Why Trinidad and Tobago needs Data on Intimate Partner Violence

By Adria Armbrister

Trinidad and Tobago is a twin-island nation associated with fun, sun, soca and Carnival. But the day after Carnival in February of 2016 brought memories of good times as well as news of the violent murder of a foreign visitor, Asami Nagakiya, a Japanese musician. The case made international news for many reasons.

First, because the institutional response to the murder was inappropriate, blaming Nagakiya´s behavior for her death: “The woman has the responsibility to ensure that [she is] not abused”, opined the now former mayor of Port of Spain.  In addition, a lack of technical capacity was revealed during the investigation when the forensic pathologist deemed the analysis of sexual assault samples “beyond his competence.”

Secondly, the victim was a foreigner in a country that derives a good part of its income from tourism, especially around it´s pre-Lenten Carnival celebration, the largest in the Caribbean region. Ms. Nagakiya´s body was subsequently returned to Japan and there has been no follow-up news on her case.

Despite the “extraordinary” circumstances of Asami Nagakiya´s death, the case raises the question — how common is violence against women (VAW) in Trinidad and Tobago, whether or not it results in death, and what the capacity should be to manage and resolve cases. Unfortunately, there are no data on the prevalence (the number of individuals who have (or have had) a certain characteristic within a certain time period) of femicide or intimate partner violence (IPV) in Trinidad and Tobago (nor in any other English-speaking Caribbean countries, except Jamaica). This is because the country has yet to collect national household data on IPV (The IDB and UN Women are now supporting the design of a national data collection on IPV in Trinidad and Tobago).

Studies across countries in the Latin America and Caribbean region demonstrate reported prevalence rates of physical and/or sexual abuse by intimate partners of 19% for the English-speaking Caribbean (specifically Jamaica); 29% for Central America; and over 40% for Andean countries.  But is it fair to assume that the rate of intimate partner violence in Trinidad and Tobago is similar to that of Jamaica? Are there any particularities of the Trinidad and Tobago case that might influence the experience of violence for adolescent and adult women?

To answer these questions, the IDB, in November of 2015 , collected data on women´s well-being with the participation of 227 women between 15 and 70 years of age living in a low- to middle-income urban area in the East West corridor of the island of Trinidad.   The study found that the prevalence of physical violence (having been slapped, had their arms twisted, struck with a fist or kicked, choked or pushed down by a current or former partner) was 42.3% and the prevalence of psychological violence (having been forbidden from interacting with friends, family or community or threatened with physical violence by a current or former partner) was between 41% and 63% for this population of women. That is to say that almost half of the women in this Trinidad and Tobago sample had, at some point in their lives, experienced physical and/or psychological abuse at the hands of an intimate partner (husband, boyfriend, child´s father) or former partner.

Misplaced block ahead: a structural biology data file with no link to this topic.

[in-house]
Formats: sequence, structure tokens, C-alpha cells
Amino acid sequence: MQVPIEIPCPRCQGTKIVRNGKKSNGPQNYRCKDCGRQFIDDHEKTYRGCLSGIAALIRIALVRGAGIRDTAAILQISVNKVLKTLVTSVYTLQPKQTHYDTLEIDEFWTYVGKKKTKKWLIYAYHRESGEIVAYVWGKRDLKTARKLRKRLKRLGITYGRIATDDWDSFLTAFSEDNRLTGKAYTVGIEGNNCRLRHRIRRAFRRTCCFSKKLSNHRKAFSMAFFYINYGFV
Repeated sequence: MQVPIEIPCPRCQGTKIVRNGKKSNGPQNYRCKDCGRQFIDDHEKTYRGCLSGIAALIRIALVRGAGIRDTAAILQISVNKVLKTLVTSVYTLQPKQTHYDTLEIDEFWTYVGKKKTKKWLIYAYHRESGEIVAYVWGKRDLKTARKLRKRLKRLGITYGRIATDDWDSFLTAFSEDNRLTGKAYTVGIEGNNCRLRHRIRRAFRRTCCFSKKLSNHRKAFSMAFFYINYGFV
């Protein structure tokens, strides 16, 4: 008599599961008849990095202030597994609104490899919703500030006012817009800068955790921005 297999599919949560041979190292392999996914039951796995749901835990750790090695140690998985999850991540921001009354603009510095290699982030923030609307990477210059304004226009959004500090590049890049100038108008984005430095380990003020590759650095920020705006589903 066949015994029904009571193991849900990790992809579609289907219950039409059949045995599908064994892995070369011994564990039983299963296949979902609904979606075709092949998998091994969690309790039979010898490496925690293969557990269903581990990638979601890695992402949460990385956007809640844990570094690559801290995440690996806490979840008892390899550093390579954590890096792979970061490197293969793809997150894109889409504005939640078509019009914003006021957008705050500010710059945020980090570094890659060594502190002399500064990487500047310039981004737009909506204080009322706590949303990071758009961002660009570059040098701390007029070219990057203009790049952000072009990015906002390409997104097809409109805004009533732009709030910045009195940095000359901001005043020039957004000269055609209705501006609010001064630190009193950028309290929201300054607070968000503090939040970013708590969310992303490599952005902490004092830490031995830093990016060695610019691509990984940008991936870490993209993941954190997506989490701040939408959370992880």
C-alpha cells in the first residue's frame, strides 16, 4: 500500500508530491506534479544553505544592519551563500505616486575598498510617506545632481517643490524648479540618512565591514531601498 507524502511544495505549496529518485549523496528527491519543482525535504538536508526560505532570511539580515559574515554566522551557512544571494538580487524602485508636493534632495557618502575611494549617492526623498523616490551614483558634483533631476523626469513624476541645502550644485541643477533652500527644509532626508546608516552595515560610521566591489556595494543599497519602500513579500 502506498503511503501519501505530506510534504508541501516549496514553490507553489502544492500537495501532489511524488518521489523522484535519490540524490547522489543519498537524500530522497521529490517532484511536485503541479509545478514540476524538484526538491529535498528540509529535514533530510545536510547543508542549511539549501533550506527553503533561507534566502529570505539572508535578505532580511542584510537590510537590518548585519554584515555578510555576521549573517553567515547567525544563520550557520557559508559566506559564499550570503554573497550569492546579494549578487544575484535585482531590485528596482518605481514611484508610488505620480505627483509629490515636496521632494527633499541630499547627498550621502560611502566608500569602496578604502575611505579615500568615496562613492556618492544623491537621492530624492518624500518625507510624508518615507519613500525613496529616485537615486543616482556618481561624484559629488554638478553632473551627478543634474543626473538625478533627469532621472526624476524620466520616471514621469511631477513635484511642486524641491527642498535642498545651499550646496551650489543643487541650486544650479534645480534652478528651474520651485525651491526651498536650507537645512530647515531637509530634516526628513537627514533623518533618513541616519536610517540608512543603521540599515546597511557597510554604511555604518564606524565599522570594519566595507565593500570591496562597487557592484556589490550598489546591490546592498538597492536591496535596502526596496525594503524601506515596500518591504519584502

Additionally, we found that differences in experiences of violence were correlated with ethnicity.  The majority of the participants, 57%, identified as being of African ethnicity. The other largest ethnic self-identification was “mixed” (African and East Indian), 15%, and East Indian, 10%. However, despite their small numbers in the sample, 55% of East Indian women participants reported having experienced physical violence at the hands of a current or former intimate partner and 68% reported having experienced psychological violence. Just over 40% of African women reported having experienced physical violence. In fact, in all areas of violence, race/ethnicity was related to higher or lower probability of having experienced physical, psychological or sexual violence, such that African women experienced the lowest levels (though these levels are quite high considering the assumption that levels of IPV in the Caribbean are in the teens) and East Indian women experienced the highest levels, with mixed African-East Asian women between them.

Statistics provide us with information that aids governments and program designers in prioritizing their resources, defining their target populations and evaluating the effectiveness of their programming. This pilot demonstrates the importance of collecting regular data on IPV.  Women in the surveyed community have experienced more than twice the levels of IPV than is being assumed by the available data. The assumption of lower levels of violence may mean less investment in knowledge about the causes and consequences of IPV, fewer improvements in services for prevention and service provision for women and men affected by this type of violence, and oversight regarding the need to create culturally-relevant anti-violence interventions. The data showed that these areas of investment should be a priority for Trinidad and Tobago to ensure that, in the future, all can enjoy its culture under the protection of institutions prepared to manage the unexpected.


Photo: Irene Scott/AusAID [CC BY 2.0 (], via Wikimedia Commons

No Comments

Leave a reply

Post your comment
Enter your name
Your e-mail address

Story Page